Attacks of this type can lead to stolen credentials, destroyed data, or even loss of control over the server. They are also surprisingly common, as the OWASP (Open Web Application Security Project) Foundation ranks code injection first in its Top 10 Application Security Risks.
There are two ways to prevent code injection: avoiding vulnerable code and filtering input. Applications can guard against vulnerable code by keeping data separate from commands and queries, such as by using a safe API with parameterized queries. Businesses should also use input validation, and observe the principle of least privilege, applying controls like the SQL LIMIT function to reduce the damage from a successful attack. A Web Application Firewall (WAF) which updates a threat database in real-time is the only effective way to filter application input to protect against code injection.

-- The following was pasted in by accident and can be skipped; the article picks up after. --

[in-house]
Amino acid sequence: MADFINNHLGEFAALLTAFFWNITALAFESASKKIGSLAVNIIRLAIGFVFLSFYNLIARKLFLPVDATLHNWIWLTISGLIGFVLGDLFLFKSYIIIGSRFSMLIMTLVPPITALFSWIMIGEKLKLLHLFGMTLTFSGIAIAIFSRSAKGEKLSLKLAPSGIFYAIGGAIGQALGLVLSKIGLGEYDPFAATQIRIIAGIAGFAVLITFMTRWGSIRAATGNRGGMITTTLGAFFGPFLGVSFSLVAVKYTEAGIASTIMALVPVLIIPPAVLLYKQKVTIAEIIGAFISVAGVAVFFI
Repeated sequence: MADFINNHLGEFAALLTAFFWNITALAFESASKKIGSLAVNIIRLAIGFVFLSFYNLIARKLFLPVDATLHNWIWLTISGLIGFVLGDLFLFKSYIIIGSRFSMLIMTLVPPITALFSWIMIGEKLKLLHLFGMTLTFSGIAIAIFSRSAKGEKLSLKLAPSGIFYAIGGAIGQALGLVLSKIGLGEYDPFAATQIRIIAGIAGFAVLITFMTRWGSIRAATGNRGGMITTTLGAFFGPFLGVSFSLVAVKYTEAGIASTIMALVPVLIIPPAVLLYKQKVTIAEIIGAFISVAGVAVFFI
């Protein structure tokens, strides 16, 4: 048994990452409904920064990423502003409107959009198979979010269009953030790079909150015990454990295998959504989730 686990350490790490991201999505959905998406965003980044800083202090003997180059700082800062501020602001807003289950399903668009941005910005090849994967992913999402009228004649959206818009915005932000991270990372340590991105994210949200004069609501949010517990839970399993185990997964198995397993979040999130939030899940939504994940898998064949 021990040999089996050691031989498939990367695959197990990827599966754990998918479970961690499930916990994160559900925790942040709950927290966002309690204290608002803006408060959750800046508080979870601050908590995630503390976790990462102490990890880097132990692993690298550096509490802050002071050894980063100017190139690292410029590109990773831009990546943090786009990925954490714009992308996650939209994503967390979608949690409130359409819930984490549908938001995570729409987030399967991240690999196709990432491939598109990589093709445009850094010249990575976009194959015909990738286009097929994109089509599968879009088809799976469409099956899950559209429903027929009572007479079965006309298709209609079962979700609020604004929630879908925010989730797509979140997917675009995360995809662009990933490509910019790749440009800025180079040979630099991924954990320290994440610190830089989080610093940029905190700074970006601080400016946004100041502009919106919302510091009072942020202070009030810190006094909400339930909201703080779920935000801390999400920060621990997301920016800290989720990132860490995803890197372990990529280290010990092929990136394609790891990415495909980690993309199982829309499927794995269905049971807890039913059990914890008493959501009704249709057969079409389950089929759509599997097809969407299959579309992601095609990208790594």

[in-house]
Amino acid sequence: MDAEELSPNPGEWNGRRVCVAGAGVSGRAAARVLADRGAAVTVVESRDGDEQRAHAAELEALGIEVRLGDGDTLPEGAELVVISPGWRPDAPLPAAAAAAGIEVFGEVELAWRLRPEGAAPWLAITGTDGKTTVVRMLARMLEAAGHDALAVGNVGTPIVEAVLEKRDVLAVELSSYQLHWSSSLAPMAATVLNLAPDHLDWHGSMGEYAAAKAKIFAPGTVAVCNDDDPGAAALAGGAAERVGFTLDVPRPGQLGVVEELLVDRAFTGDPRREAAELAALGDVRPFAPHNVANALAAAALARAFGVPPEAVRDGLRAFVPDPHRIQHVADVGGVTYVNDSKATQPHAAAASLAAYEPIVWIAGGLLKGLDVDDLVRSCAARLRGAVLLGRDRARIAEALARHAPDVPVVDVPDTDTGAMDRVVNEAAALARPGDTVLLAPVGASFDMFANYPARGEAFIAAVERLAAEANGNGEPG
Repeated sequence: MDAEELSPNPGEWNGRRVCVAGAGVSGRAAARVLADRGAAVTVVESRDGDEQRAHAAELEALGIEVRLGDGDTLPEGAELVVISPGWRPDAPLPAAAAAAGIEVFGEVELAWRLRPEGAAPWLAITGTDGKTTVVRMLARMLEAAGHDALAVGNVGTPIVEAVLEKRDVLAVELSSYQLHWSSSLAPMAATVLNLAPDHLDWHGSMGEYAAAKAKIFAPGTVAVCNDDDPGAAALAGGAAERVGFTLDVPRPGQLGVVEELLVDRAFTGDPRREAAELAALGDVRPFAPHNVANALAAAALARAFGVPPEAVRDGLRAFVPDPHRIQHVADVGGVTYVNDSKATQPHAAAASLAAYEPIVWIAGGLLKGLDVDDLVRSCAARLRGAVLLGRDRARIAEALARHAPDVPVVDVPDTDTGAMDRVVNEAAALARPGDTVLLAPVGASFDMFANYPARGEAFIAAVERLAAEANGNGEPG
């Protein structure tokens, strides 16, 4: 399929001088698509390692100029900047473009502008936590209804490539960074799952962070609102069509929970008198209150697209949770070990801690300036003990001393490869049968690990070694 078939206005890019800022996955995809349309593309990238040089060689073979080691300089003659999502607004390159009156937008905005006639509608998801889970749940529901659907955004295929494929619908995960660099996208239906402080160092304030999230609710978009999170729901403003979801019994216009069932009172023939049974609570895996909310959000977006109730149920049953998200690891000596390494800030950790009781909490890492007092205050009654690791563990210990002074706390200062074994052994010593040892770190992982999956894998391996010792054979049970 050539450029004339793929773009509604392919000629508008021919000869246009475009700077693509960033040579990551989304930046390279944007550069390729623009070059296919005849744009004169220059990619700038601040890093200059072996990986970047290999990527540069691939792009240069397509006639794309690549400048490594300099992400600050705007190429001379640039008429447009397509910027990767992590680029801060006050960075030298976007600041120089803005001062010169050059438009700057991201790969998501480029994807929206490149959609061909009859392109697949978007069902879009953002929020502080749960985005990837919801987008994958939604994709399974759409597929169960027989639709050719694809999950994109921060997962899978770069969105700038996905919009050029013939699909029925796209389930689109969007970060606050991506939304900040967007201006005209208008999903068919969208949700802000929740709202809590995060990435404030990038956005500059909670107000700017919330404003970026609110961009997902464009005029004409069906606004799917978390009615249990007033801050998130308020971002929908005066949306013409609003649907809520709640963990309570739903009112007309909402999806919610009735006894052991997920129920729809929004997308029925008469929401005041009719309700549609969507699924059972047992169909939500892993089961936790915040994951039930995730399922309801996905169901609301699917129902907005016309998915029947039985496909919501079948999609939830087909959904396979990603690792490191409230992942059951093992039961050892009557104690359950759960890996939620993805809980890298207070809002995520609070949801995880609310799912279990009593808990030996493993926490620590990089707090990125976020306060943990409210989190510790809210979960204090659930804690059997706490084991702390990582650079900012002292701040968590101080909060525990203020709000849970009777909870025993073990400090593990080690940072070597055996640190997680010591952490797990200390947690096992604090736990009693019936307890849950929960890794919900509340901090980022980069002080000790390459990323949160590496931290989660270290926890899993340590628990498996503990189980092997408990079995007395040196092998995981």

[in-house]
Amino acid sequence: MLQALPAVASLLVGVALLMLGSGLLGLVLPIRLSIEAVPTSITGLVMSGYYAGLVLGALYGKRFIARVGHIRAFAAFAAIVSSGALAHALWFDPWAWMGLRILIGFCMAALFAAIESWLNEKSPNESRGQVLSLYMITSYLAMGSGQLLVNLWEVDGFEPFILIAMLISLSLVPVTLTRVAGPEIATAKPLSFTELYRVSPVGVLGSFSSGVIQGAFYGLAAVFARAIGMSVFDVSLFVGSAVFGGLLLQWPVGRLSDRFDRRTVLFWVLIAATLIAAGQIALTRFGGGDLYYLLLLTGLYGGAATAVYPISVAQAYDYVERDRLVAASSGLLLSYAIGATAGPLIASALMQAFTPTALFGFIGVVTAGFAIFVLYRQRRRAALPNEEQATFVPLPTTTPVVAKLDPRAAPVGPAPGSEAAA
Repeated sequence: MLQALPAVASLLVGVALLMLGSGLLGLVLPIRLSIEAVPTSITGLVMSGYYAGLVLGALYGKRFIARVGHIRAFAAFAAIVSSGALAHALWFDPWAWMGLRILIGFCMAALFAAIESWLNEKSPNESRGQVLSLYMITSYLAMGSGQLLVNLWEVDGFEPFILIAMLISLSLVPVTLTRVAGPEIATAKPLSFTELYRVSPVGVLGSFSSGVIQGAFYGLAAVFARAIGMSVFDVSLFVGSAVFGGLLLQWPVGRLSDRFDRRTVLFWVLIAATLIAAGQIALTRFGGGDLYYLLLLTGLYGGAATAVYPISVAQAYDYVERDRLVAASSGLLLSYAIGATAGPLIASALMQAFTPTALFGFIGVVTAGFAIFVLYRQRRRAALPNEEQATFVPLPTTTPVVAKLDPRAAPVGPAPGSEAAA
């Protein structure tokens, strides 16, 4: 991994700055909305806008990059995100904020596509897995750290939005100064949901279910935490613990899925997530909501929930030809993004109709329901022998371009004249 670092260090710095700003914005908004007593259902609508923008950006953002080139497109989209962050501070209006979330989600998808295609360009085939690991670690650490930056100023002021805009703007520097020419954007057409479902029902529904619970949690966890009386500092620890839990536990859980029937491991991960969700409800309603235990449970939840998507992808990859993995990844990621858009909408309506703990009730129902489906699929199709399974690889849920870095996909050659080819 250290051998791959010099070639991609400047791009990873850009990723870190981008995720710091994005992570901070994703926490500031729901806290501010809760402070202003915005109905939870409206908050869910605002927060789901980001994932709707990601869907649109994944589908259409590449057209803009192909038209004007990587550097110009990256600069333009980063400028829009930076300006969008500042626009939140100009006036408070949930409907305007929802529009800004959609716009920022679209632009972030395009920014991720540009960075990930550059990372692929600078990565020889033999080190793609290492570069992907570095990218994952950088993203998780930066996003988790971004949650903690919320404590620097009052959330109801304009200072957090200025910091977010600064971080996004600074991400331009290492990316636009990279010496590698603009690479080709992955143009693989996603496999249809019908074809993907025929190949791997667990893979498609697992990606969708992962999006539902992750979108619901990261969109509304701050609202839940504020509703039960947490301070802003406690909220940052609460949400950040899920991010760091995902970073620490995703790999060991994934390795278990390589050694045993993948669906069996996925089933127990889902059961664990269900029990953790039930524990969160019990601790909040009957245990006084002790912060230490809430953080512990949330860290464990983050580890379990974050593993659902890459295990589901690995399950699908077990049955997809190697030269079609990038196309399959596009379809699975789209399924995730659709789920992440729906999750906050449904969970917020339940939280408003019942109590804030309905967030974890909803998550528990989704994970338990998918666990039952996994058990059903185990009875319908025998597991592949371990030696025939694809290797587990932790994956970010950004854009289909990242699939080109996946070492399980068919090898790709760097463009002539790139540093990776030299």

2. Data Breach
The cost of data breaches is well documented. They are often caused by compromised credentials, but the range of other common causes include software misconfiguration, lost hardware, or malware (more on that below). The Breach Level Index indicates there were 944 known data breaches in the first half of 2018 and nearly 2,000 in 2017.
Data breach prevention requires a range of good practices. Site traffic and transactions should be encrypted with SSL, permissions should be carefully set for each group of users, and servers should be scanned. Employees should be trained in how to avoid being caught by phishing attacks, and how to practice good password hygiene. The principle of least privilege is worth noting here, as well.
In the event that your business discovers a potential data breach, you may face legal or compliance requirements for notifying customers or regulatory authorities. Disclosure requirements and strategies should be determined ahead of time so that the maximum amount of organizational resources can be dedicated to making sure that no more data is stolen as well as repairing the damage caused. Once the attack vector has been blocked, a comprehensive incident investigation should be conducted, and the network scanned to make sure all vulnerabilities have been identified and closed off.